This integration is the profound culmination of historical experience. History has repeatedly proven that the ability to integrate development and security affects the rise and fall of nations as well as the course of history [itself]. Survey the political gains and losses of China’s historical dynasties: the decline and fall of feudal dynasties is primarily related to [their] inability to maintain control of their development and security. Survey the history of the rise and fall of great powers: When a great power rises, it is usually because it properly integrated development and security. Conversely, a state’s inability to properly integrate security and development is inextricably tied to its fall. If development does not uphold security, then the state will not last long. If security cannot guarantee development, then the state cannot sustain itself. Their combination leads to flourishing. Their separation leads to weakness. Their contradiction leads to death. Such is the profound revelation that history has left for us.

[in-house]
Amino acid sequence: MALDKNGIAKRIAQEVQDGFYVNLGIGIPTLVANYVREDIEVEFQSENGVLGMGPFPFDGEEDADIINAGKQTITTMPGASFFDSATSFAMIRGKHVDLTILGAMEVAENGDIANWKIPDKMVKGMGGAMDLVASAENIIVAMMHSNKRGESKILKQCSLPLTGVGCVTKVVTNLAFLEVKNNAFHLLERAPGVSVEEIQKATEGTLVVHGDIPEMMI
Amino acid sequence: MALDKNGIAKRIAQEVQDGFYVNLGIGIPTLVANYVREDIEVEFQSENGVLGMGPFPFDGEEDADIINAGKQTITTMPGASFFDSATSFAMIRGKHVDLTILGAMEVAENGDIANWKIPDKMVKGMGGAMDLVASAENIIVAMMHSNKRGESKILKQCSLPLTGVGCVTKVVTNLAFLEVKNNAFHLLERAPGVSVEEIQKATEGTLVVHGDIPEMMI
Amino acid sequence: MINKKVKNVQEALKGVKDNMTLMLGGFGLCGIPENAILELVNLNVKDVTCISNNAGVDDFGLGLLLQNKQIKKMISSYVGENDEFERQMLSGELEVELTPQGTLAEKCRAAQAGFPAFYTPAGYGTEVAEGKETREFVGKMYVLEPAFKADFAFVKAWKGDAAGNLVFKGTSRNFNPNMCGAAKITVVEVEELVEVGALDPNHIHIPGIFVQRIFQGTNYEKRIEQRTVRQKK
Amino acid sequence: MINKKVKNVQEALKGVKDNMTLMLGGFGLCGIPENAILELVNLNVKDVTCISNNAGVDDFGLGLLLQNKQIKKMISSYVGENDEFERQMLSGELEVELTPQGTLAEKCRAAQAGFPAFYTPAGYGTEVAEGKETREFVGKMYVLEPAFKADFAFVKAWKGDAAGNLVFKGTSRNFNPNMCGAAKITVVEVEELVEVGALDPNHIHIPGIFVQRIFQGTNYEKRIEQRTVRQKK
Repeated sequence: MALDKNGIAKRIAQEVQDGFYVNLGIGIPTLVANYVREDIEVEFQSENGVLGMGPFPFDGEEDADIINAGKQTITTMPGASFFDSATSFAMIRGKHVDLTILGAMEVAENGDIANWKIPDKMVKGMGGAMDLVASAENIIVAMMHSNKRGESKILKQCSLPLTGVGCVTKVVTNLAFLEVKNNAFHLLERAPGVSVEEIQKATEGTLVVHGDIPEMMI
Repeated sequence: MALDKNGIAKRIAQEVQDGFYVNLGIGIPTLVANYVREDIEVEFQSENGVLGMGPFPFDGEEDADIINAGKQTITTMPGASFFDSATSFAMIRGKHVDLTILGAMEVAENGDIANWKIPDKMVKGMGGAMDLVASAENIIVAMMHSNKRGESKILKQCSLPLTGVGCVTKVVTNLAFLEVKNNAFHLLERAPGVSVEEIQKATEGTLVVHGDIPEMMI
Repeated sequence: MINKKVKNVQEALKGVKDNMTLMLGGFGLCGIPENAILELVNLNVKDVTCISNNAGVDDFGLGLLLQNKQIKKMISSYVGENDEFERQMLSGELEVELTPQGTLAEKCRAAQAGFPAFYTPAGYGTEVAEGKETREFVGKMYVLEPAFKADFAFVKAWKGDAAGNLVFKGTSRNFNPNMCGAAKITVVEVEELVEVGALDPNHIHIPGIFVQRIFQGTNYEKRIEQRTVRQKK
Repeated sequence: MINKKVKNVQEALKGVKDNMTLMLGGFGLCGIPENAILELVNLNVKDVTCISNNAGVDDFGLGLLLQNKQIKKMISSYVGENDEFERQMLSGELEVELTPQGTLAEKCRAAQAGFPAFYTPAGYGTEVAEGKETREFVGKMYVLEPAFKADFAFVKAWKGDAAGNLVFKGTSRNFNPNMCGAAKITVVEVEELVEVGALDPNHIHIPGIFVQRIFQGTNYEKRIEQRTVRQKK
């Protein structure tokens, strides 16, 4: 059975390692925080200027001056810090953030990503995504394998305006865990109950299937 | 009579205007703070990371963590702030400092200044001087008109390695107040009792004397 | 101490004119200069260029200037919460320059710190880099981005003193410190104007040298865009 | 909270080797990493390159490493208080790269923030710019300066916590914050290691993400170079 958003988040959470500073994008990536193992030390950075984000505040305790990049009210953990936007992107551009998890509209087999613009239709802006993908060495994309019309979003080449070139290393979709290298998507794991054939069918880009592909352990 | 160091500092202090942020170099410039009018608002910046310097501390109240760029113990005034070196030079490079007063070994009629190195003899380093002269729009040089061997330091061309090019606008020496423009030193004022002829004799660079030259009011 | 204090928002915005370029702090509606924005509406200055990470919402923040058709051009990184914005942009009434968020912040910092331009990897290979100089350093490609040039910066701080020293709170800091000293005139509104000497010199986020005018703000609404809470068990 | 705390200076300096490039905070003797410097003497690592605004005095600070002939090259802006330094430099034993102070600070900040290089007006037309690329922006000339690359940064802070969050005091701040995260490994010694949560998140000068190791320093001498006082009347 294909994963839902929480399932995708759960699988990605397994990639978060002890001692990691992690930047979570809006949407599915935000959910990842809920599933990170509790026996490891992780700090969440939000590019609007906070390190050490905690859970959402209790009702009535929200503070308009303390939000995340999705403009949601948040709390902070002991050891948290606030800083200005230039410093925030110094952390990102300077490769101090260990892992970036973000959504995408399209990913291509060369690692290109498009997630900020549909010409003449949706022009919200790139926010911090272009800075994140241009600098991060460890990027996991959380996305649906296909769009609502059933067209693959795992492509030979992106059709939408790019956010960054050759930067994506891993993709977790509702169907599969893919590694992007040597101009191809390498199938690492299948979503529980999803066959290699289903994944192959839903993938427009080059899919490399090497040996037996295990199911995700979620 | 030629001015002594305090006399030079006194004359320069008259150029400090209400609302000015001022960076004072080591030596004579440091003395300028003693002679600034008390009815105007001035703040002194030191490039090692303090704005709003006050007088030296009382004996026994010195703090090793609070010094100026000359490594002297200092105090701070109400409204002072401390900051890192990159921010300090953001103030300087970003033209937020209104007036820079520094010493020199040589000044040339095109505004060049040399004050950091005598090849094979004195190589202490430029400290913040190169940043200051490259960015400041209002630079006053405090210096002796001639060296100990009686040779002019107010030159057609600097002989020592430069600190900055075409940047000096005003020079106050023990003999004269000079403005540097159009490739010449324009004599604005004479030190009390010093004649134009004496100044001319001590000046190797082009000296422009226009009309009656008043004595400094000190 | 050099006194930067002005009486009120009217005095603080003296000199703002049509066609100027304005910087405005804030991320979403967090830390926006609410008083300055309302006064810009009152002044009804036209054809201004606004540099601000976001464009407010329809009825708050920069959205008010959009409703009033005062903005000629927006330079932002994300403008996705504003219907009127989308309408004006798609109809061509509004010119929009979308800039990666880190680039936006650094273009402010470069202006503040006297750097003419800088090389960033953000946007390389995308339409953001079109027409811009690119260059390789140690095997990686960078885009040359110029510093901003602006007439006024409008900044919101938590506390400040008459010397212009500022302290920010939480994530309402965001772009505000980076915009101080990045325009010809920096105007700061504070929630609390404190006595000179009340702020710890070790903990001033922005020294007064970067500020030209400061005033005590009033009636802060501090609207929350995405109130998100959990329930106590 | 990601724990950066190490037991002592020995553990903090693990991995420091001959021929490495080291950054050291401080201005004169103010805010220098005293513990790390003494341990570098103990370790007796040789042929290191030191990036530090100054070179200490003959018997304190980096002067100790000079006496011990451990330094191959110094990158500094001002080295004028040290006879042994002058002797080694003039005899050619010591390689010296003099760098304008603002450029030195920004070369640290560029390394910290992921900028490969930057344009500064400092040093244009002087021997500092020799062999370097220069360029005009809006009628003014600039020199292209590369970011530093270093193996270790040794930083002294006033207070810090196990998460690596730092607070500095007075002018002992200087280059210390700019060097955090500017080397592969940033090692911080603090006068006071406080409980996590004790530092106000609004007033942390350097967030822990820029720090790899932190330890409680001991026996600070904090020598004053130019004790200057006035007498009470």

[This integration] is the indispensable requirement for the Great Rejuvenation of the Chinese Nation. Since the founding of the New China, we have placed high importance on [both] development and security. We have always firmly taken in hand the maintenance of national security; have made correct strategic policies towards integrating development and security in different points in history. [We have witnessed] the awesome leap of the Chinese nation from standing up, to becoming wealthy, and [now] to becoming strong.6